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Posted (edited)

This is for @newhome.

 

How do I claim the VAT back on eligible components of this bathroom I buy directly?

 

I tried to get Screwfix, for example, to rebate me on the Shower Seat but it did not work. The individual does have a chronic condition, and should therefore qualify.

 

The VAT link is here:

https://www.gov.uk/guidance/reliefs-from-vat-for-disabled-and-older-people-notice-7017#evidence-show-customer-eligible

 

But how do I make it work?

 

Ferdinand

Edited by Ferdinand

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59 minutes ago, Ferdinand said:

How do I claim the VAT back on eligible components of this bathroom I buy directly?

 

So when my husband was terminally ill we had to buy him some equipment to help. We found that the specialist companies that provide such equipment are much better set up to buy eligible items VAT free. Somewhere like Screwfix will be less enabled to cover such scenarios so it may take more effort to sort. Here’s a Facebook link I found (and screenshot for those who don’t do FB). Not sure if the details are still valid so worth messaging them 

 

 

 

64D90D7D-A73F-484A-A49B-9FC8119EDB0C.png

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Posted (edited)
On 07/06/2019 at 14:16, ragg987 said:

grab bars around the toilet - free-standing / frame type - as issued by the NHS

 

@ragg987 Can you comment on these.


Do you mean this kind of thing?

 

(I love the 'magazine rack' - just right for 101 Things to do with a Dead Cat.)

 

e7f36337d2e5b4af9ca2d409f825b1cf.jpg

Edited by Ferdinand

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Yes, something like that. The NHS version did not stretch to the magazine rack.

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another thing to think about is the option of 'comfort height toilets - these are designed to be taller than standard designs. These units are great for taller or less able users. The height on these toilets relieves the user of pressure on their knees and joints, with a much more comfortable seating position.  

https://www.victorianplumbing.co.uk/toilets/comfort-height-toilets

just one website (there are others) with a limited range but gives the idea.

 

And we alwaysraise the height of the basin as the normal heigh ones are too low for us and bending over that little bit more doesnt help with bad backs.

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Posted (edited)

My elderly person is about 4 ft 10 so a normal loo Is comfort height. 😎

 

We specced the height of the shower seat by matching it to the loo.

 

I am quite impressed by those booster loo seats which clip on top; seems like a good practical answer.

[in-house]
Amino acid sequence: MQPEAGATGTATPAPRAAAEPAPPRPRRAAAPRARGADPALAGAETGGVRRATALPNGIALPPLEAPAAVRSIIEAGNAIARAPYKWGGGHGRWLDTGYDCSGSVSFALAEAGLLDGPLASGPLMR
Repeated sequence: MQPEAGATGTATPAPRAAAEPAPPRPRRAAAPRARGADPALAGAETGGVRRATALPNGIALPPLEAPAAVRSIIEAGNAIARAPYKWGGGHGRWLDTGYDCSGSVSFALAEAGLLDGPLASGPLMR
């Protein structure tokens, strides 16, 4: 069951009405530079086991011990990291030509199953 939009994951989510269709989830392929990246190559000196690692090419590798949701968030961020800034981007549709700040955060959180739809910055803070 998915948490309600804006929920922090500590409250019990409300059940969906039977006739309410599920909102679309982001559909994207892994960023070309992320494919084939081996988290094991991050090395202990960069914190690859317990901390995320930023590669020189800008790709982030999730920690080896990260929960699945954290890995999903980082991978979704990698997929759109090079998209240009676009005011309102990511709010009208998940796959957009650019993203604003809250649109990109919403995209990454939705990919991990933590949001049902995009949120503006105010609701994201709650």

Have not done the detailed sums yet, but it looks like around £2500, of which half is materials and perhaps half labour, with about 250-300 of the materials being accessibility aids. Though we have retained the previous whb and storage cupboard. That does not count VAT back if I get any.

 

F

 

PS Our shower room is being finished this am, and so far it is 11 different wall tiles which will need replacing should we ever reverse the changes for accessibility. or we will be the shower room with the most soap dishes in the most peculiar places of any shower room in the whole world. However, the wall tiles were free from a friend and I have loads of extras.

 

Edited by Ferdinand

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Posted (edited)

Returning as promised to @ragg987's checklist. My assessment of what I have done is in red.

  • bathroom door next to the bedroom - Yes.
  • bathroom door opens outwards so cannot be blocked shut by a fallen body. No, but 2m clear inside as next to stairs lengthways on.
  • toilet next to bathroom door No
  • large toilet flush plate https://www.designerbathroomconcepts.com/geberit-bolero-dual-flush-plate-gloss-chrome.html Normal dual button flush.
  • large comfortable pan and seat Yes.
  • non-fiddly toilet roll holder Yes.
  • space for wheelchair when needed Yes.
  • sink fixed to wall with clear space underneath to permit wheelchair or seated use Vanity unit as desired.
  • generous walk-in shower flush to floor https://www.bette.de/en/produkte/duschwannen/detail?p=Floor Yes. Not flush. Room to raise floor or fit false floor + ramp for wheelchair accessibility when reqd.
  • wall-mounted grab bars all along shower wall and just outside Croydex straight and angled Yes. ABS plastic fluted - screwfix unbranded.
  • fixed overhead and hand-held shower heads Yes.
  • easy to use shower and sink controls - large knobs or handles Yes.
  • thermostatic mixers on sink and shower to prevent scalding Yes. Also 56C temp set at boiler
  • hinged seat in shower (really nice and strong, no sharp edges, needed noggins in studwall) https://www.sam.de/produkt/0043120010-sam-freeway-badausstattungen/?lang=en Yes.
  • fully sealed floor area to minimise issues when water get everywhere Yes.
  • low-level sensor night lighting https://www.slv.com/en-uk/luminaires-lamps/frame-led-230v-curve-led-indoor-wandeinbauleuchte-2700k-1000574.html na but sockets well placed if required
  •  plenty of general light and specific fixed light over sink Yes.
  • wall mounted stuff to keep floor clear, including toilet brushholder Still thinking about.

We have since had to supplement due to knee surgery and have added

  • grab bars around the toilet - free-standing / frame type - as issued by the NHS
  • free-standing stool in shower - issued by NHS

In reality, the bathroom does not look specifically adapted (apart from grab-bars in shower) and will serve well for able-bodied people, for instance if we wanted to rent it out in the future. This should help with niche rental markets.